Every day at Northwestern we have to think about classes, homework and extracurriculars as we try get enough sleep and eat three times a day. Among the many things we must plan, making time for the opera is not one of them. From someone who has grown up listening to opera, however, and from those at Northwestern who teach it, you should most certainly reconsider the enrichment of your opera diet as one of your priorities.
I started listening to opera when I was a young girl. My father has always been a loyal follower and I quickly became one too. Since childhood I have attended performances in Mexico City, New York and Chicago. Entering the world of operatic music is one of my favorite memories. I remember watching stories of tragedy, love, comedy and despair unfold before my eyes as enchanting notes traveled through my ears and rhythms through my head.
I am no stranger to Wagner or Puccini, so I thoroughly enjoy going to the Lyric Opera in Chicago. It is possible for someone taking their first steps into this world, however, to appreciate it in the same way. Even the experts think so.
“Opera in the 21st century has been made very accessible to non-musicians as well as trained musicians," says Sunny Joy Langton, Bienen Assistant Professor of Voice. "There are supertitled translations at every performance in a foreign language and sometimes even those in English for people who have trouble understanding sung text.”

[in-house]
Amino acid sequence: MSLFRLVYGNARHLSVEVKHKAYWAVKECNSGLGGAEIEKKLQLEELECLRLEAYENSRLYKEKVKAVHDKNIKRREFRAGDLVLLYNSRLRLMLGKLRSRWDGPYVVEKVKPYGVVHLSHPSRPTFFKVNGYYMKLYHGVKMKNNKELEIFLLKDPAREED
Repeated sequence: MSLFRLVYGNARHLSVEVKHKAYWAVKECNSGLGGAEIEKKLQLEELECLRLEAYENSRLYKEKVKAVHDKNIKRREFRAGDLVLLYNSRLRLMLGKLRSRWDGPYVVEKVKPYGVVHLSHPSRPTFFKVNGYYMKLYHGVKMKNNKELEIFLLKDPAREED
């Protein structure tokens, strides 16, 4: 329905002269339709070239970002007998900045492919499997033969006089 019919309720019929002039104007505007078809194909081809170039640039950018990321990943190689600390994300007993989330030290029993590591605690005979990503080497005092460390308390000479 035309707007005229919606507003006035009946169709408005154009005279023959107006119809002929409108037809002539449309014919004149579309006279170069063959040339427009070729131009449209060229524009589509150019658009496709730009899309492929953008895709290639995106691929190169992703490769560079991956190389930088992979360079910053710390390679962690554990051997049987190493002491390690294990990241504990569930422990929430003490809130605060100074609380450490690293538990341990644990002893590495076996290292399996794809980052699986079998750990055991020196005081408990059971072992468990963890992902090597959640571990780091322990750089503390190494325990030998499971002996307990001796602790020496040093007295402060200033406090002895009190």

For the uninitiated, a supertitle is a written transcript of an opera's lyrics that is shown on a screen above the performance.
One of the first misconceptions of opera is that it is antiquated or boring. Others might be apprehensive about entering the opera world with no experience whatsoever. As Professor Stephen Smith, from the Voice and Opera department, explains, there are many performances set up by the Bienen School of Music. The department puts on an opera performance each quarter, and such on-campus options are a great way to venture into the world of opera.
A formal production of the opera in Chicago, with a good seat, is not cheap. Fortunately, there are ways to get around that. Both the Lyric Opera and Northwestern have tickets at a discounted price for students. They both present the same thought-provoking performances with high quality singers. Although it may seem complicated to attend the opera in the city, it is definitely worth it.
“The Lyric Opera of Chicago is one of the most important opera companies in the world,” Professor Smith said. “It's second in the U.S. only to the Metropolitan Opera in New York City.”
At Northwestern, we are regularly uraged by our classmates and professors to go into the city as much as possible. We have an amazing metropolitan city just minutes away, and tucked into it is one of the most prestigious opera houses on earth.
“All the productions feature beautiful sets, costumes, and the thrill of the human voice doing something beyond the imagination,” Langton added. “Who wouldn’t want an experience like that?”